We only had til dusk to tour around. Our guide John was terrific at finding where the animals were. Last time I safaried, it was very dry and dusty, and the animals were just their standing around. This time, there was a lot of grassland, and we had to actually look for the animals. With John’s keen eye, he was able to detect the hyeanas and drove off the road toward them. There in the grasses were a couple of lionesses laying down. They didn’t budge. As a matter of fact, we nearly ran into them turning around. We were also very lucky to see a rhino that evening. And of course, zebras, elephants, girrafes, gazelles (who have the racing stripes because they run the fastest) and the antelopes and a whole variety of others.
We arrived back at camp and had a wonderful spaghetti dinner before sitting around the fire and turning in for the night. It was a real treat to spend some time with our Maisai hosts and learn about their culture. They are a nomadic tribe who live in mud huts. They are cattle and goat farmers for the most part. The women stay home with the children while the men take the herds out to feed. When they are in the area of their village, they bring the herds in for night and use a thorned branched fence to protect them from the wild animals. The men increase the number of wives with the number of cows they have. One of masai men there told us that his father has 100 cows and 7 wives. During our visits with them, we discovered that many of them do go to Christian churches and they were very interested in engaging in spiritual discussions with us.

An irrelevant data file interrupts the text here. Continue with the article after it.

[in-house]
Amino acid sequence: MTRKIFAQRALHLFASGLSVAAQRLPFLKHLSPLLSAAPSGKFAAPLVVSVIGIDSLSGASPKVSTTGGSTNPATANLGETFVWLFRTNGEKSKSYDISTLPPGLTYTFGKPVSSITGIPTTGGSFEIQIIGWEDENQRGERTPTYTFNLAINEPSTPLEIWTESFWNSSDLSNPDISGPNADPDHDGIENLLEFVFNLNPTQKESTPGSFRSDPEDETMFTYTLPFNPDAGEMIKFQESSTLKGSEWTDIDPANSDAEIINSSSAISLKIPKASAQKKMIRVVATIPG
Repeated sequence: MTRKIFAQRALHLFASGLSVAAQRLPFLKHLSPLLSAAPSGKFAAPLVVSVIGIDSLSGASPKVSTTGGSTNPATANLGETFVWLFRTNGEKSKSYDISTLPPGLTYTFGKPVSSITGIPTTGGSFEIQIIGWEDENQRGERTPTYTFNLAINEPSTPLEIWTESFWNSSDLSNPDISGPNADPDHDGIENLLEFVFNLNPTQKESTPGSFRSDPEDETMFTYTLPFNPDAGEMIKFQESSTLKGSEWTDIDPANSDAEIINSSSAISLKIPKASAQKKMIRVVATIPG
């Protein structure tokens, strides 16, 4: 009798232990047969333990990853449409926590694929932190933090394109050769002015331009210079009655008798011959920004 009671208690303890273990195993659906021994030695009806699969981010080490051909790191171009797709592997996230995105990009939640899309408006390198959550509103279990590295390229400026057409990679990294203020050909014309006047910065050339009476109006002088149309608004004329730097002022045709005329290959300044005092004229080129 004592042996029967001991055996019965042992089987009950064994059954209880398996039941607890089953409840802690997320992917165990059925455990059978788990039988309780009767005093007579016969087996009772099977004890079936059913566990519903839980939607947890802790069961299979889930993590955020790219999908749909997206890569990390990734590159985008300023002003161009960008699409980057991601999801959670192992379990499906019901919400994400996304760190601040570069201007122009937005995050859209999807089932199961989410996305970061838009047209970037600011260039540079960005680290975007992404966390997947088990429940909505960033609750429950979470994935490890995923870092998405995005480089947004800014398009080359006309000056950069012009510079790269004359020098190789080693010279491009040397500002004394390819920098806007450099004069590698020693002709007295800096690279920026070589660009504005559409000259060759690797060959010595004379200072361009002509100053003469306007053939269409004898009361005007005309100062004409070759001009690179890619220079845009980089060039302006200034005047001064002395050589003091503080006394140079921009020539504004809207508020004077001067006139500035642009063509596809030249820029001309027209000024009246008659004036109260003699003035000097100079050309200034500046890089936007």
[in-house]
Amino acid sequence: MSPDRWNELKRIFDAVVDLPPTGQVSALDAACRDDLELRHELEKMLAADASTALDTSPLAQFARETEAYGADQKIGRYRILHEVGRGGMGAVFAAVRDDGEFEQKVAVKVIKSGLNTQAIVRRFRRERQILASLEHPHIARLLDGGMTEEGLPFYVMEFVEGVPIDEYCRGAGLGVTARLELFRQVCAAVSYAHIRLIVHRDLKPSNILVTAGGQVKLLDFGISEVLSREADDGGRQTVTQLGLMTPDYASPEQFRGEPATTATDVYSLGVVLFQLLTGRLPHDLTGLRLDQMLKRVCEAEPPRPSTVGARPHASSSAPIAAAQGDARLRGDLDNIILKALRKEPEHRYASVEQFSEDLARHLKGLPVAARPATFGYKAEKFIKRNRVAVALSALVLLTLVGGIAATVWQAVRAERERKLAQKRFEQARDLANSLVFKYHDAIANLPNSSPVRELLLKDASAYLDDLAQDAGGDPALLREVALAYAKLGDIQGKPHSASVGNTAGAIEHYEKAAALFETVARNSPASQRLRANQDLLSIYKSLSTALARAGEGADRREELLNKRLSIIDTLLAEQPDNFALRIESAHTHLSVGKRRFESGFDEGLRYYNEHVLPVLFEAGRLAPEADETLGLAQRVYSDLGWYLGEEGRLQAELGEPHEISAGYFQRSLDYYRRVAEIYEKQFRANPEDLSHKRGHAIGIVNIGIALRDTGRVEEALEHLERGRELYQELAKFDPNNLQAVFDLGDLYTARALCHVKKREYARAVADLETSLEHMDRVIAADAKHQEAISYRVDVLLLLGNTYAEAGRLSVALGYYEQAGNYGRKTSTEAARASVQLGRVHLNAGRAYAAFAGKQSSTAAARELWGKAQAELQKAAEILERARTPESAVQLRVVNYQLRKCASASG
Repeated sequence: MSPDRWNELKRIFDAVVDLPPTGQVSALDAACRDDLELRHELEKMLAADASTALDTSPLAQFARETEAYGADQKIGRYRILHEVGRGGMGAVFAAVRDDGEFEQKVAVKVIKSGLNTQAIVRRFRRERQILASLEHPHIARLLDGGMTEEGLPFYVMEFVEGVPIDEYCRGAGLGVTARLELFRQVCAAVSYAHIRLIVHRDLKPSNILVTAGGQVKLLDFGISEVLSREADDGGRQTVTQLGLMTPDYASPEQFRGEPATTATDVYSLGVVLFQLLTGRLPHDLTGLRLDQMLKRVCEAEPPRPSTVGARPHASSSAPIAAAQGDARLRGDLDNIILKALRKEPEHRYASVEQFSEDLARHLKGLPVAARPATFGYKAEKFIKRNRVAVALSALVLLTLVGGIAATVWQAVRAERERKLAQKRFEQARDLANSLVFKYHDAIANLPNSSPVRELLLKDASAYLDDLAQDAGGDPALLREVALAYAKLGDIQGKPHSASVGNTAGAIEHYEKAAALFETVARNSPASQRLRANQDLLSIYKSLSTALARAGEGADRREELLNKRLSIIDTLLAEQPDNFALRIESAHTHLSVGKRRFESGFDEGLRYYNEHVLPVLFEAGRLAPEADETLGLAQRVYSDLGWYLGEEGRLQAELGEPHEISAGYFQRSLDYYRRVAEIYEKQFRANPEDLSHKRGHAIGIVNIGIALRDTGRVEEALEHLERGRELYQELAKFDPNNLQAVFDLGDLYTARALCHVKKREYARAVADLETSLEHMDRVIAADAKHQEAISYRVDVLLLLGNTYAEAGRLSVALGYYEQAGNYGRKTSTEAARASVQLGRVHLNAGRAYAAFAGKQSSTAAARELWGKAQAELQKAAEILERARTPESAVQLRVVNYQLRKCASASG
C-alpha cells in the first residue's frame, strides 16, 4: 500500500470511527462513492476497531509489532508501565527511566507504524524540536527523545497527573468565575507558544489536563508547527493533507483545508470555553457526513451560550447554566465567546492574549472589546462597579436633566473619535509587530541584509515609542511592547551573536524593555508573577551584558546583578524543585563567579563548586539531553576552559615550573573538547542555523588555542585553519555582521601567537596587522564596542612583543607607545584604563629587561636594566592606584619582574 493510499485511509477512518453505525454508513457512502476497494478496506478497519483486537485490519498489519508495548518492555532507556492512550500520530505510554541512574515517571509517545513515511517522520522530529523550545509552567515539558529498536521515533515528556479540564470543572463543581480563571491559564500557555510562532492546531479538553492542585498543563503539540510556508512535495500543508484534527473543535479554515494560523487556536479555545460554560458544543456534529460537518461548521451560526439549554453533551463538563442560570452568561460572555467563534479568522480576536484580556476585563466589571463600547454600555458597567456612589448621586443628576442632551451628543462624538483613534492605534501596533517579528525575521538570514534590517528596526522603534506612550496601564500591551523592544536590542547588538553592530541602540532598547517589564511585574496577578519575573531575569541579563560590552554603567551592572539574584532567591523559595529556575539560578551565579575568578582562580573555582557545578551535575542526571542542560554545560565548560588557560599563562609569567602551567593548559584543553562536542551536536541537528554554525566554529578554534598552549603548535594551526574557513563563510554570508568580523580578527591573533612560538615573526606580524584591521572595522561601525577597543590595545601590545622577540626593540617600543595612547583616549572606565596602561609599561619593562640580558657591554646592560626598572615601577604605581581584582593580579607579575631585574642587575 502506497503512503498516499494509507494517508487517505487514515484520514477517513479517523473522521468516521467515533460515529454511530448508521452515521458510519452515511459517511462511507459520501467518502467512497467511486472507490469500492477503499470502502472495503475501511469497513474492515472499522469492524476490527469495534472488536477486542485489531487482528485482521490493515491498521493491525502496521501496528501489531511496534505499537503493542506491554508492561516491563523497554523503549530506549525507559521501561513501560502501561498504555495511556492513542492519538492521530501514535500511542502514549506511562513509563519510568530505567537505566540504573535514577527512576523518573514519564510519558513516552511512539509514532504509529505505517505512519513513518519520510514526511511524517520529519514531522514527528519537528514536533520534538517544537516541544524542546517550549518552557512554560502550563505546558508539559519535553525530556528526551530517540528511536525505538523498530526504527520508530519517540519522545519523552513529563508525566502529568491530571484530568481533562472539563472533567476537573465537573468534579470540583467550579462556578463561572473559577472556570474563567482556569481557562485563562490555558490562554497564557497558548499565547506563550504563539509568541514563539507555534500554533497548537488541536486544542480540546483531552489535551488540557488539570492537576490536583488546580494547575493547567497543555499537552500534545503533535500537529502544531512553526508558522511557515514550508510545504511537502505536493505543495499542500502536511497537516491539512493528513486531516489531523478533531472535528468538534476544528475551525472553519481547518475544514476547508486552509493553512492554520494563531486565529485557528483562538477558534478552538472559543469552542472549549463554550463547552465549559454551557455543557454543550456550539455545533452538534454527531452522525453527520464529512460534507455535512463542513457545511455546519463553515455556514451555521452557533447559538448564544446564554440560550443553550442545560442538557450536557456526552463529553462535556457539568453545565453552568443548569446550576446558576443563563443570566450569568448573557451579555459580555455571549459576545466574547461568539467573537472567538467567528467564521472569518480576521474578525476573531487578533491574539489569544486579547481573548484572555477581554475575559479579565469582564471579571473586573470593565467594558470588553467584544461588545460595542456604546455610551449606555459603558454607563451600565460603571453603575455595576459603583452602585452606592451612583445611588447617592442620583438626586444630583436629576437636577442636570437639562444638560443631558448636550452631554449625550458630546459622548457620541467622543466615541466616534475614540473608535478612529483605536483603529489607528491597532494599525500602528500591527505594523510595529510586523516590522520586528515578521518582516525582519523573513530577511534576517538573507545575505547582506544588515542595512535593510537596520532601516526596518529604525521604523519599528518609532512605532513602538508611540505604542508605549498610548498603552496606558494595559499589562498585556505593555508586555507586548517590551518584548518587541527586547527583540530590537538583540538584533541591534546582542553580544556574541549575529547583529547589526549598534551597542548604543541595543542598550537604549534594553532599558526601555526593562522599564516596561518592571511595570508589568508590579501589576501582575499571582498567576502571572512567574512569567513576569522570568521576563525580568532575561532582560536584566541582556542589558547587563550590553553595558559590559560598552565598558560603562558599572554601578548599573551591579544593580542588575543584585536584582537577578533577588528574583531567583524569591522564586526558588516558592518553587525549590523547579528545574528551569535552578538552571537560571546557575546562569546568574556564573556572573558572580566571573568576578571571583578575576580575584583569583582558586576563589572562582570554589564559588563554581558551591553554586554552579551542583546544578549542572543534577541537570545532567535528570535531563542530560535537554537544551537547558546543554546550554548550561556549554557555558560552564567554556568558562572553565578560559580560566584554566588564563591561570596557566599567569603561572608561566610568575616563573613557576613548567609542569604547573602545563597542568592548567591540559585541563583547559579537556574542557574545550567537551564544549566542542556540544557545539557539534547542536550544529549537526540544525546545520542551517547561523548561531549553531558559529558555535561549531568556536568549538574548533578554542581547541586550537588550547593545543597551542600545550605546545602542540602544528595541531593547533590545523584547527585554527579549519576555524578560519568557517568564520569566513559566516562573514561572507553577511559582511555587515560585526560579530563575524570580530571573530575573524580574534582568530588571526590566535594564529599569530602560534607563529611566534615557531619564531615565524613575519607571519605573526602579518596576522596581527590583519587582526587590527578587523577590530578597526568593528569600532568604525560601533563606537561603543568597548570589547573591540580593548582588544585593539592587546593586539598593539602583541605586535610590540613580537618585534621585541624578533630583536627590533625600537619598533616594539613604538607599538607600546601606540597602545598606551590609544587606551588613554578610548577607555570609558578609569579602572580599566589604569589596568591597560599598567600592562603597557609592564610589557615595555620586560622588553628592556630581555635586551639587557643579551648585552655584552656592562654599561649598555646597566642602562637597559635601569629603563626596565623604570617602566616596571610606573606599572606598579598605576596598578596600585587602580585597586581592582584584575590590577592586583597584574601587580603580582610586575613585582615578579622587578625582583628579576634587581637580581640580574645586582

As Taryn and I went back to our tent for night, we noticed a Masai man standing guard in front of our tent with his spear. He explained that they would stay up all night to keep watch. It was comforting to know, but even more comforting to us the next morning when we discovered that the “cow” sounds we’d heard at night were really hyeanas, and the soft purring were the lions in the distance. I’d heard a snort during the night just on the other side of Taryn, and I guess that was one of the hyeans that came through our camp that night. Many of us spent hours during the night listening to the sounds of Africa. We learned later that sometime after we’d left in the morning for our day safari, there were hippos that had come through the camp. I guess they didn’t know exactly were the park border was.